The chief executive of a London acute trust has announced he is retiring this autumn.

Simon Pleydell said today he would be leaving the top job at Whittington Health Trust in September.

Simon Pleydell

Simon Pleydell

Simon Pleydell became chief executive of the trust in 2014

Mr Pleydell has led the organisation, which provides hospital services and community servies in the London boroughs of Islington and Haringey, for three years.

NHS Improvement confirmed Mr Pleydell will step down from his role as chief executive of Whittington Health Trust in September.

NHS Improvement chief executive Jim Mackey said: “I’ve known and worked alongside Simon in various guises, over many years. Throughout this time Simon has been nothing short of an outstanding, professional and honourable colleague, and NHS leader.

“He epitomises NHS values every day, and understands how clinical minds and services work, as well as anyone I have ever worked with. He is one of those leaders who cares deeply about his staff, and the patients they look after, along with that organisation’s role in the locality.

“He will be greatly missed, but like all good NHS people, I am sure he will continue to contribute to and shape the NHS in some form or another. I wish him a long, happy, healthy and busy retirement.”

Before coming to north London Mr Pleydell was chief executive of South Tees Hospitals Foundation Trust for nine years.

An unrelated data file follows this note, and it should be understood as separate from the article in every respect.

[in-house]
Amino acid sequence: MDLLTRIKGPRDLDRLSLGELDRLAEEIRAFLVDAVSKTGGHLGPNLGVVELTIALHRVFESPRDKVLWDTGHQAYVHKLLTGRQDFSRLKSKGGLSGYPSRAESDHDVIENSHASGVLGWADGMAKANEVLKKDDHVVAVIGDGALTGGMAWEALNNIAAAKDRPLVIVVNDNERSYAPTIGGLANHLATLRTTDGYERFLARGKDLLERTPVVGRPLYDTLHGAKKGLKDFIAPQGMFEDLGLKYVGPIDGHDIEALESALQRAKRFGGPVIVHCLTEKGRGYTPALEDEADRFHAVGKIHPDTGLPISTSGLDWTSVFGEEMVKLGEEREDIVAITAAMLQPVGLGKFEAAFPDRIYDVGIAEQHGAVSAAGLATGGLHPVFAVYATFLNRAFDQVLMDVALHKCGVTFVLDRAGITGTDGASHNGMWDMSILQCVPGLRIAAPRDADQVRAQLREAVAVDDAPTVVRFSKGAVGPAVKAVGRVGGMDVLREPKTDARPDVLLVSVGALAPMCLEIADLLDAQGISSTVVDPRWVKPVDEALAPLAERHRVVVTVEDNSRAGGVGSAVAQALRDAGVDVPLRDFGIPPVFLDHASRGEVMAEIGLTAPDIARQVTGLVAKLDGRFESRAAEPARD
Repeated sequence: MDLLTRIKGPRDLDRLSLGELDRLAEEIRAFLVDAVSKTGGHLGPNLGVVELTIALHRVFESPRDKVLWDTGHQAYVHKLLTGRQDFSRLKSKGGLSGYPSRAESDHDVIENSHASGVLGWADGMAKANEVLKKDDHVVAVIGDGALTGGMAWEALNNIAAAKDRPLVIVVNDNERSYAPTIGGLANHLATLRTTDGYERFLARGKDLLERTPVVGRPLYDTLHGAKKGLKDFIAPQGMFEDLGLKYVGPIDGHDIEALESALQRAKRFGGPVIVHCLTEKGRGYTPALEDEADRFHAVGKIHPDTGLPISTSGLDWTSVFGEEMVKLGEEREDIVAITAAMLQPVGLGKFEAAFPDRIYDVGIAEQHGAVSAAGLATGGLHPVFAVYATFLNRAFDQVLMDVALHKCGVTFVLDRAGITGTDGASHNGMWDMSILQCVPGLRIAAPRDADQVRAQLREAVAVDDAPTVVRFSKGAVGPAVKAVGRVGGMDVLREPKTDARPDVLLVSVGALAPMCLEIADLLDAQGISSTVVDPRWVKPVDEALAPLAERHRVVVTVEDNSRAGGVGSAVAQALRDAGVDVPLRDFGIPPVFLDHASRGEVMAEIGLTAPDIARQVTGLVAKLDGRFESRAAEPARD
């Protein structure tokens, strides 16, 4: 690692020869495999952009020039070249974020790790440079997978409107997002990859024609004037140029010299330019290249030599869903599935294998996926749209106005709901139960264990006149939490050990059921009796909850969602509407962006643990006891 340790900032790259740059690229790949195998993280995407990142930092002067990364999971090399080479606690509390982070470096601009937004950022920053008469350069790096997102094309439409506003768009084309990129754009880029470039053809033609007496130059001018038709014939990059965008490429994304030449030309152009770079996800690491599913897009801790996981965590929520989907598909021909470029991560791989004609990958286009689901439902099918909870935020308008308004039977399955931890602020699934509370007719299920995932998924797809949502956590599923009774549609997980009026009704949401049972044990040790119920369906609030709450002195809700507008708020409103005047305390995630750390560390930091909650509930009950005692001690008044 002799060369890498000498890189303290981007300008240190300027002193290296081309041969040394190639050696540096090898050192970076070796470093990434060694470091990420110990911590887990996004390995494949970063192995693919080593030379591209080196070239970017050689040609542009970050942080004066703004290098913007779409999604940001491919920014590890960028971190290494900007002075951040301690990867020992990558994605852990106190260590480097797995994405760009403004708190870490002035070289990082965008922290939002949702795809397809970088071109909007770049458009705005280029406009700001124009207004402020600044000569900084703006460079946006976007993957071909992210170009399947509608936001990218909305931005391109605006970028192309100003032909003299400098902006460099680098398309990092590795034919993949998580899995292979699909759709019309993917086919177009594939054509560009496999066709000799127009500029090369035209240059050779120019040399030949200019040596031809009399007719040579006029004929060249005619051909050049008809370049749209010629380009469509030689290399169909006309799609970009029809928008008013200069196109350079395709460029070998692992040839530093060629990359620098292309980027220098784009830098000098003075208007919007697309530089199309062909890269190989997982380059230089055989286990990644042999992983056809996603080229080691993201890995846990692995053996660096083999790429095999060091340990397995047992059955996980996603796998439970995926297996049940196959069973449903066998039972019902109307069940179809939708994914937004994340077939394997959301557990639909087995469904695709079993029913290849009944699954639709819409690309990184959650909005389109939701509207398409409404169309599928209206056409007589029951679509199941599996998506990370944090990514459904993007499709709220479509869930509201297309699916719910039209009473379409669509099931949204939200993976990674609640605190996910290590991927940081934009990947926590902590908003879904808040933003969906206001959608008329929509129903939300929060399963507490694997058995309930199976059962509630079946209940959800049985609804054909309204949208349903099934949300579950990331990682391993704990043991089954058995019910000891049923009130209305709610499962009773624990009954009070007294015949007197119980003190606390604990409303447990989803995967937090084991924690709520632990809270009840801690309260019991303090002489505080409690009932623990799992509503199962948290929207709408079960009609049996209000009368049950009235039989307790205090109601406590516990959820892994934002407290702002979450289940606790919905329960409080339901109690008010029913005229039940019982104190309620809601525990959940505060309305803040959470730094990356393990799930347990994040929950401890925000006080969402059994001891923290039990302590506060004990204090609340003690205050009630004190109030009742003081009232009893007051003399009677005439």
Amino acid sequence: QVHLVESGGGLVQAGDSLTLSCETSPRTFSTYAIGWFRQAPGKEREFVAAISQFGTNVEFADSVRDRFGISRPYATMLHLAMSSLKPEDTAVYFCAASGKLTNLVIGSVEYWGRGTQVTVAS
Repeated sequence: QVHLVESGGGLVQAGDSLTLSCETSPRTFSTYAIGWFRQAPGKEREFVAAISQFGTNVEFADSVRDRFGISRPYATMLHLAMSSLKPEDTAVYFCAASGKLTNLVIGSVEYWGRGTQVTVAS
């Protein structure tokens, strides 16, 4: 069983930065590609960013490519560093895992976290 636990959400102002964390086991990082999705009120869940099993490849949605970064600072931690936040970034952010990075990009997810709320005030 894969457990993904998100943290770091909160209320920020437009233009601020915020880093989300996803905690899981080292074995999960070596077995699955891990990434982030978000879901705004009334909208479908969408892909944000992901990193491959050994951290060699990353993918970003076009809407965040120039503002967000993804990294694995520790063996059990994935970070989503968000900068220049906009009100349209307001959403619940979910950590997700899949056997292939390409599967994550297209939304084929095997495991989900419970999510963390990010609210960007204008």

Whittington chair Steve Hitchins said: “Simon joined the Whittington on 1 April 2014 for six months ‘maximum’ as an interim but we all persuaded him to stay for 42 months, during which time the trust has made significant advances in almost every area. He will be a hard act to follow and we owe him a great deal.  In his three and a half years here Simon has laid strong and durable foundations for our integrated care trust in the challenging times the NHS faces today.”

My Pleydell said: “I decided to stay on permanently because I was impressed by the values and dedication of the staff, the tremendous potential and challenge of making further steps in terms of the delivery of integrated healthcare services and the importance of creating some badly needed leadership stability for colleagues in the trust.   

“However, after over three years of trying to split my life between working in London and my home and family in the North and also twenty years as a trust chief executive in the NHS, I have decided to step down from my leadership role at Whittington Health and return to my home in the north. 

“Although this may be seen as retirement, I have a number of part-time opportunities open to me in the NHS, which I am looking forward to and will give me an improved balance to my life.”